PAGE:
Former federal treasurer Wayne Swan is likely to become the next Australian Labor Party president, a move aimed at appeasing the warring factions within the party.
The Queensland backbencher, who served as treasurer under Kevin Rudd and Julia Gillard, has been brought in as a conciliatory candidate to replace current president Mark Butler.
Swan, who hails from the right faction, is also friendly with left heavyweights including deputy Labor leader Tanya Plibersek.
Last week Butler – from the South Australia left – gave a controversial speech to the Victorian branch of the Fabian Society attacking factions and calling for wide-ranging reform to the “backroom buffoonery” inside Labor. It was initially interpreted as a valedictory speech.
Instead – to the annoyance of federal leader Bill Shorten, the right faction, and others within the party who believe the job should not be held by a frontbench member – Butler threw his hat in the ring again.
BuzzFeed News understands Butler has told colleagues he's likely to withdraw his name from consideration in coming days. His office says Butler has yet to reach a final decision on his candidacy.
Butler has held the safe Labor seat of Port Adelaide since 2007 and is currently the opposition’s spokesperson on climate change and energy.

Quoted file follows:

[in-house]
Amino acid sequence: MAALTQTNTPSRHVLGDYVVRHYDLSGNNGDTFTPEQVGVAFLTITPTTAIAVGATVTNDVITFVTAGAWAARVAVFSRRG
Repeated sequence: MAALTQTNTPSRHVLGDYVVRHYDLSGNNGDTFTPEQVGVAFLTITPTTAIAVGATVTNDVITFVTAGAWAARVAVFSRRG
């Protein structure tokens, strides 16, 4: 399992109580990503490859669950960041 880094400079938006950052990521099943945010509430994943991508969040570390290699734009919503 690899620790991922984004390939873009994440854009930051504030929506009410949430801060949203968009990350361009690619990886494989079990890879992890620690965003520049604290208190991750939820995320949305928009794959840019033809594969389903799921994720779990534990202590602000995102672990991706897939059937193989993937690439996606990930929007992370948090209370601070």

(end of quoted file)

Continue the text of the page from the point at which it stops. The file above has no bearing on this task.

A former union boss, Butler was elected federal president in 2015 by a vote of the national party membership. As president, he chairs the 21-member national executive, considered the most powerful Labor committee in the country.
Butler wants party members to be allowed to vote on all state and federal upper house candidates, as well as casual vacancies, a process he says currently “remains a last bastion of backroom dealing by self-appointed factional warlords” in some states.
Transport Workers Union boss and right faction member Tony Sheldon was put forward as a candidate for the right but is likely to step aside for Swan.
BuzzFeed News understands the position was offered to former prime minister Julia Gillard, who scoffed at the idea and rejected it outright.
Swan has told colleagues within the Labor party he is actively considering whether or not to retire at the next election, expected to be called in the first half on 2019.
An elder statesman, Swan seen by many as the safe pair of hands the party needs guide it through to victory at the next federal election.
Alice Workman is a political reporter for BuzzFeed News and is based in Canberra.
Contact Alice Workman at firstname.lastname@example.org.
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